before it gets cold. Tassajara Cooking includes a terrific
cheese quiche which surprisingly includes oats in the filling.
The New York Times Natural Foods Cookbook is the source
for the addictive lentil burgers The Garden of Delights sold by
the dozens. And what an artifact of democracy! All the recipes,
and there are over 700, were mostly collected from home cooks.
At The Garden of Delights I found the most fascinating
vegetarian cookbook of all. Entitled A Good Cook... Ten Talents,
but commonly known as "The
Ten Talents Cookbook," it's an earnest and primarily
vegan book written by Frank and Rosalie Hurd, who I've always
understood to be Seventh Day Adventists. I would love this book
solely based on the refreshingly rotten banana featured in the
bowl of fruit on the back cover, but it has even greater value
in its recipes which replace cream with cashews. The cashew gravy
alone is good enough reason to buy this book. I made it many times
at the restaurant, and you can launch any number of your own successful
variations off it. And cashew ice cream without dairy! Better
than you think; better than you can imagine.
Through vegetarianism I learned to cook, because
once upon a time if you were a vegetarian, you had to know how
to cook. Aside from health-food restaurants, pizza, iceberg-lettuce
salads and Chinese food were the only common choices available
when eating out.
Staying off meat takes dedication. It means learning
to like once unfamiliar or avoided vegetables. American cooking
is so meat-based that going vegetarian means becoming a culinary
expatriate. It takes a lot of effort to make some healthy ingredients
taste good; sometimes their flavors must be creatively buried.
And at home, preparing vegetables and legumes is labor-intensive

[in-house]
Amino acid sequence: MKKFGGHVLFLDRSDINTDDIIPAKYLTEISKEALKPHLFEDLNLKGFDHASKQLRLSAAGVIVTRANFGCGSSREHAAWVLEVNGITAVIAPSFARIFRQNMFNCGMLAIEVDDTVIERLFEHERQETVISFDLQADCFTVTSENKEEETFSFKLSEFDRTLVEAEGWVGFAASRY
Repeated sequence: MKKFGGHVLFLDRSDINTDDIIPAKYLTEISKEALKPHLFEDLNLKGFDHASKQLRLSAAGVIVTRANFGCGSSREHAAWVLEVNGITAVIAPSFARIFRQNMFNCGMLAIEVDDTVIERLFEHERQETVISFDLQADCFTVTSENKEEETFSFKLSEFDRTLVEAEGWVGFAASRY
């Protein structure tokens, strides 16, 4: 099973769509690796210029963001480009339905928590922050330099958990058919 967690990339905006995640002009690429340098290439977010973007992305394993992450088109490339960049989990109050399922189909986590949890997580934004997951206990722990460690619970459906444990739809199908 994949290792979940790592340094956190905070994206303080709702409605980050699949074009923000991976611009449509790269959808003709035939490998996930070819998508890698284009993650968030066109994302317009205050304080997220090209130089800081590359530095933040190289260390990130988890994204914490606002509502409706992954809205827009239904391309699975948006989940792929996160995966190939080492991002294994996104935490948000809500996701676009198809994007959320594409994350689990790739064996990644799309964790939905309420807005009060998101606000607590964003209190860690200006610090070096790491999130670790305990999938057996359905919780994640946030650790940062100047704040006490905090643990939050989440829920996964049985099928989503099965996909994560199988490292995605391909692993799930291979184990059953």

compared to the ease of broiling hamburgers. Such dedication requires
meat aversion. Back in the 70s, rumor had it that effects as unpleasant
as those of heroin withdrawal would attack any vegetarian who
lapsed into the world of meat-eaters.
But after seven years of militant vegetarianism
a revelation quickly and insidiously appeared: I missed eating
chicken! I remembered staring into the zombie eyes of cows who
used to look in the kitchen window of the farmhouse where I once
lived. My solidarity with farm animals vaporized. A hot pastrami
sandwich became irresistible. I took the plunge; no ill effects.
It became open season on all foods, and it is wonderful to eat.
DRAWN ON IN THIS ESSAY
Brown, Edward Espe. The Tassajara Bread Book . Shambala 1970.
Paper, 146 pp., out of print.
Brown, Edward Espe. The
Tassajara Bread Book . Shambala 1995. Twenty-fith Anniversary
Editon. Paper, 146 pp., $12.00.
Brown, Edward Espe. Tassajara Cooking.
Shambala 1973. Paper, 256 pp., out of print.
Hewitt, Jean. The New York Times Natural Foods
Cookbook. Avon Books, 1971. 434 pp., out of print.
Hurd, Frank J., D.C. and Hurd, Rosalie, B.S.
Good Cook... Ten Talents.
Chisholm, Minnesota: Dr. and Mrs. Frank J. Hurd, 1968. Paper,
354 pp., $21.95.
Katzen, Mollie. Still-Life
with Menu. Ten Speed Press, 1994. Paper, 350 pp., $19.95.
Thomas, Anna. The
Vegetarian Epicure. Vintage Books, 1972. Paper, 305 pp.,